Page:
Australia's banks are dragging their feet when it comes to providing e-tailers with merchant accounts. It's a move that is stifling the growth of a local internet economy.
Brisbane-based Certified Practising Accountant Peter Kearney said: "Just go to any bank's Web site. You won't be able to find data about the cost, commission, application waiting time or other aspects of getting an online merchant's account."
Kearney is an e-commerce veteran and the author of a number of books on the subject. He recently researched e-commerce merchants in Australia, Europe and the US in order to build a merchant accounts database that he intends to publish on a Web site next month.
He said Australian banks are way behind overseas bankers when it comes to working with online businesses.
"If Australian banks don't watch out they'll be jumped by US banks," he said.
Mike Miller, who runs the Alice Springs-based Centrebet operation that offers on-line sports betting, said his organisation currently operates accounts at five European banks. He said his company has had some offshore banking now for more than a year and a half.
"We're looking at devolving part of our banking business offshore in a steady progression. If we can devolve it all, we will. And we won't come back," he said.
Kearney believes there are three reasons behind local bankers' antipathy towards e-commerce. First, they are waiting for the introduction of SET (Secure Electronic Trading) which will make online commerce more secure. However, the perceived lack of security hasn't stopped US banks from issuing accounts.
Second, there are only five banks issuing merchant accounts in Australia compared with hundreds in the US. Third, Kearney thinks Australia's banks are focused on Y2K issues.
Kearney said that in the US, a network of independent sales organisations is used to sell merchant accounts. Generally the network represents a number of banks and package merchant accounts together with other e-commerce products and services. It's a price competitive market, so it's easy for merchants to compare offerings and shop around.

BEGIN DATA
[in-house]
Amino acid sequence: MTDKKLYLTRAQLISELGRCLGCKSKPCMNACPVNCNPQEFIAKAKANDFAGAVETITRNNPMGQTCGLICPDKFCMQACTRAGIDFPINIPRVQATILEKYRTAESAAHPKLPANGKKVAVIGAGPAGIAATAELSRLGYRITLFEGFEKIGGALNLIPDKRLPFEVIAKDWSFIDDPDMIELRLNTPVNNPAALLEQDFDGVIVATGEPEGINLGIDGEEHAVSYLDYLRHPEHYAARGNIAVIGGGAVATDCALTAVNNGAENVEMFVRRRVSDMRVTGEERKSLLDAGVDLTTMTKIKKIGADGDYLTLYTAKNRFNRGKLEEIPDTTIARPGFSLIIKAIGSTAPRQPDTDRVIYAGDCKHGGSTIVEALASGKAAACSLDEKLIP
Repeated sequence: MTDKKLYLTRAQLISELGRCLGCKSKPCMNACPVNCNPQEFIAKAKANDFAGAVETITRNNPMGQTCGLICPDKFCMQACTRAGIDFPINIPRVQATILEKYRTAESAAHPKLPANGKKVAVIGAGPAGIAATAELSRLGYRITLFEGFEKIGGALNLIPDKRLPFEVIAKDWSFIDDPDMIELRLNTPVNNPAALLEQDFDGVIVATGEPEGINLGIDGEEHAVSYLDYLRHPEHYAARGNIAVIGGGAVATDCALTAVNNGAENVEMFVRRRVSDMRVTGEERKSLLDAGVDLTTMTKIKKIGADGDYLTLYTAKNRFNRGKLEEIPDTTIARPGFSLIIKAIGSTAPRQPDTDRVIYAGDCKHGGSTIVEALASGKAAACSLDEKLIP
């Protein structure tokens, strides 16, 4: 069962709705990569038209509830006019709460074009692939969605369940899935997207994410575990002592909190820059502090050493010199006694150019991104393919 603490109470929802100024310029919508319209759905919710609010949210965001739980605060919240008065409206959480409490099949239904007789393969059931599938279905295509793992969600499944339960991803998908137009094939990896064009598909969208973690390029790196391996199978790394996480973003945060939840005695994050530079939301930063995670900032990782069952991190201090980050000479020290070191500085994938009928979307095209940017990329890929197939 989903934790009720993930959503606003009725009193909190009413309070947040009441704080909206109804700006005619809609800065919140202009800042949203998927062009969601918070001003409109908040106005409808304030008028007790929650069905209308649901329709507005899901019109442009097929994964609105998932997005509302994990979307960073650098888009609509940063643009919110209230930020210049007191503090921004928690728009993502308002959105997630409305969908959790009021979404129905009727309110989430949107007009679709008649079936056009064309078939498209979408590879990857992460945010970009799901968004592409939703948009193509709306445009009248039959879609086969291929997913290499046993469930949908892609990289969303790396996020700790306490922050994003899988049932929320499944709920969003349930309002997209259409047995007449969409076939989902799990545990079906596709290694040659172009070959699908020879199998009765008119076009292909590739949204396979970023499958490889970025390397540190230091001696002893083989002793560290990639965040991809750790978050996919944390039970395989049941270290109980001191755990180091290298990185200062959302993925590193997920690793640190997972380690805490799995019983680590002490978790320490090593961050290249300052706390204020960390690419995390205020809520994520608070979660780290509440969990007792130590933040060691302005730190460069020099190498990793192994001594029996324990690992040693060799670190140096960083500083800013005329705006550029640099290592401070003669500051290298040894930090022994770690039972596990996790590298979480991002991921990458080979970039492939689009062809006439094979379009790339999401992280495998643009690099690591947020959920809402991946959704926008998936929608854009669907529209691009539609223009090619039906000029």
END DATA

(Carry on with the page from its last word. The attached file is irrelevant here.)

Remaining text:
One factor affecting the cost of doing business online is that the US has a central credit card fraud control system. "Our privacy laws don't allow this," he said.
ANZ Bank spokesperson Paul Edwards said the relative lack of information is a function of the way Australian banks are organised. He said that most visible information is aimed at retail customers and that specialist sales teams, operating outside the retail network, sell products like merchant accounts.
Edwards said that his bank charges merchant account holders a commission of between 2 and 6 per cent depending on the sales volume and the average ticket size of items being sold. He said these rates are exactly the same as for telephone credit card transactions and are priced 0.5 to 1 per cent higher than standard, face-to-face credit card commission rates because of the risk factors.
He said his bank prefers to have an established relationship with a merchant before they trade with a merchant account.